Cleanliness Is Next to Godliness, Kerry James Marshall

Celebrated artist Kerry James Marshall (b. 1955) has a signature style born from his experiences as an African American growing up during the Civil Rights Movement. For over thirty years, Marshall has created artwork using portraiture that explores the historical artistic representation of African Americans through a wide range of techniques and styles. After earning his B.F.A. in 1978 from the Otis Art Institute in Los Angeles, Marshall settled in Chicago, where now decades later the Museum of Contemporary Art is exhibiting a major retrospective of his work. At this year’s EXPO CHICAGO, The Conservation Center is proud to be featuring the treatment of Kerry James Marshall’s Cleanliness Is Next to Godliness in our educational Booth 143. 

Dated 1983, Cleanliness Is Next to Godliness is a drawing of conte and charcoal on a large sheet of morilla paper, measuring nearly 71 x 47 inches. Likely due to the inherent difficulty with handling and storing a sheet of this size, there was a large complex edge tear and area of impact that was approximately 4 inches long, located 5 inches down from the upper right corner of the sheet. Approximately 5 ½ inches down from upper left corner, a 1/2 inch square was missing at the left edge of the paper—fortunately, the lost fragment was retained. The area was also creased with minor tears and with select losses within the charcoal media. 

The figure is in a waterfall of light. The title is fairly self-explanatory; ‘Cleanliness Is Next to Godliness’ is a proverb related to setting yourself right.”
— Kerry James Marshall

A few condition issues stemming from storage and display techniques were also present, including preexisting hinges and pinholes at each corner and on the bottom center edge. The top and bottom edges of the piece were curling from having been tightly rolled, and there were impact dents along the left edge of the piece in select intervals (likely a result of impact while the sheet was rolled). Overall, the piece appeared to have some inherent memory of distortion simply due to the weight of paper, the application and execution of the media, and the acrylic sizing that had been applied to the verso — or back — of the sheet.

Before relaxing the sheet to reduce the creasing and curling, the first step in the conservation process was to selectively surface clean the verso of the sheet to reduce the loose charcoal media that had offset from the recto — or front — of the sheet. The Center’s works on paper conservators carefully carried out locally retrained humidification and flattening techniques to reduce areas of distortion in the areas of the complex tear, retained fragment loss, and impact damage. The tears and retained fragment were repaired from the verso using Kozo paper (an incredibly strong yet thin long-fibered tissue paper) and wheat starch paste mixed specifically for the piece. The small areas of loss within the charcoal media in the retained fragment area were then compensated with appropriate media.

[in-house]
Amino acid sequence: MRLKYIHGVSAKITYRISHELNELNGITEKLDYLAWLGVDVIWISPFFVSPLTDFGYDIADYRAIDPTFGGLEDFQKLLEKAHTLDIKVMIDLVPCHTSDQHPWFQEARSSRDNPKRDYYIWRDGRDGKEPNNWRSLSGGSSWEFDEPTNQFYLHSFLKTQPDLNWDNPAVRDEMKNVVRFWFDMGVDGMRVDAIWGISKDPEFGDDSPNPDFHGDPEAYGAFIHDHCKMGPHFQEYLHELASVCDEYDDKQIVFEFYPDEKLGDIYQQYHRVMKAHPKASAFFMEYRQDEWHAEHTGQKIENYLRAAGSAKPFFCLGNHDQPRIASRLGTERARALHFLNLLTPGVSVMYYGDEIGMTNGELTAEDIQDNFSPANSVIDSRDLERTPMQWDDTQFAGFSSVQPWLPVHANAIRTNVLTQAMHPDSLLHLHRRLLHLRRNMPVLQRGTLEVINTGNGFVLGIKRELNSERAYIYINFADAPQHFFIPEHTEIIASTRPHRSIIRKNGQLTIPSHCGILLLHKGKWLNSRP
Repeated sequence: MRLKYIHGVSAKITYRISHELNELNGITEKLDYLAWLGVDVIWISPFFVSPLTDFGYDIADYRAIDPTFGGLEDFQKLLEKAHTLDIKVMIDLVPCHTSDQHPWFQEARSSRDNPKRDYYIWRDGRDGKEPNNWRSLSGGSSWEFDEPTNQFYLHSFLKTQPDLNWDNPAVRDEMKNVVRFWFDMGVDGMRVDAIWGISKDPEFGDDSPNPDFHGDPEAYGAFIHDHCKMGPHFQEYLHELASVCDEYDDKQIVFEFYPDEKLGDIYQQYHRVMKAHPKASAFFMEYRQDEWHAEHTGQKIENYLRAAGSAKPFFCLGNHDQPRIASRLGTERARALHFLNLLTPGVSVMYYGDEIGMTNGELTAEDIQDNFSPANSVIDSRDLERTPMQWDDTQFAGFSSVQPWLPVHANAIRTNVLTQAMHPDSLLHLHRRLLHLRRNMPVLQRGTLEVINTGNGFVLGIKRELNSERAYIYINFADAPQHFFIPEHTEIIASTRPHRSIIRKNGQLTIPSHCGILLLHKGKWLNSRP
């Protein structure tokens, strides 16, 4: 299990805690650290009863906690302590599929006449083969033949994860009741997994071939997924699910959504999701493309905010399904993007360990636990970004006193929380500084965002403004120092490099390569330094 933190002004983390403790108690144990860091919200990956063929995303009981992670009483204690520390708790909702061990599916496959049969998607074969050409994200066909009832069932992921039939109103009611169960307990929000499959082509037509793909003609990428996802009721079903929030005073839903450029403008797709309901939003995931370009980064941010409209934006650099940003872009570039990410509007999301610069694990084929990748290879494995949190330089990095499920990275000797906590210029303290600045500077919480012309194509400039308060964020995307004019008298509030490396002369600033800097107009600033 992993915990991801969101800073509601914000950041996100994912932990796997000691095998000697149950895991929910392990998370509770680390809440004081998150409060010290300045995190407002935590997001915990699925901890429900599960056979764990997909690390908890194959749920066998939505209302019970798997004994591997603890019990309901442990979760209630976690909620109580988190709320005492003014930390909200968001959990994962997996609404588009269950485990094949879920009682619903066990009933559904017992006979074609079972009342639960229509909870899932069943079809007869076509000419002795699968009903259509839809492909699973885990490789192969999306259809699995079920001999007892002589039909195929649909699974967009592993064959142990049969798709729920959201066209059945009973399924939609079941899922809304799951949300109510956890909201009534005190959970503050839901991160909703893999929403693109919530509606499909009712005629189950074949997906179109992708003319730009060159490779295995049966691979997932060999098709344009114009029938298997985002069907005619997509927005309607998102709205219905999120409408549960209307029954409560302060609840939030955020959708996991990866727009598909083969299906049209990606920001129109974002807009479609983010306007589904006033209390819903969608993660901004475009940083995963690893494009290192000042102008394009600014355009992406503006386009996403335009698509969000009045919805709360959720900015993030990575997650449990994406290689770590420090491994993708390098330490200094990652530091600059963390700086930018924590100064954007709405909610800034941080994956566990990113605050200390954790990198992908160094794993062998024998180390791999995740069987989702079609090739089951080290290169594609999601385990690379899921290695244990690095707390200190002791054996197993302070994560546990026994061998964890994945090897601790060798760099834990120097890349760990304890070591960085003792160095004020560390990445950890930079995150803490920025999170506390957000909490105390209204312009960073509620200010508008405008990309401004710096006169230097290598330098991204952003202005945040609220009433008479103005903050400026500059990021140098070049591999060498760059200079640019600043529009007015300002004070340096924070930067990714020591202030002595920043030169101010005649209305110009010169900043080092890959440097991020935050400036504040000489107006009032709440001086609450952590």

Located on the verso at all four corners are canvas strips that had been added by the artist and are historical to the drawing. Since the historical hinges have been buffered from the sheet by the presence of the acrylic sizing on the verso, the conservator determined the best course of treatment was to leave these historical hinges in place in addition to adding new, reversible hinges. In preparation for the new hinges, the existing hinges were folded back onto themselves and tacked in place with appropriate adhesive to allow for new hinges to be added. Due to the presence of the acrylic sizing, which was likely applied by the artist to protect and stabilize the sheet, the new Kozo hinges were added with a reversible adhesive that are sympathetic to both the sheet and sizing. 

In preparation for framing, the curled edges at the top and bottom of the sheet were specifically addressed using selective counter-rolling methods and passive weights. Although overall age-related discoloration is inherent and remains post-treatment, The Center’s conservators housed and framed the sheet with buffered, acid-free materials to guard against accelerated discoloration in the future. Mounted to an acid-free, archival support in an antique white tone to complement the sheet, Cleanliness Is Next to Godliness was then installed into a custom, closed-corner sealed wood frame with a 1 ½ inch wide profile complete with UV filtering Plexiglas to create a museum-quality environment to display this stunning drawing.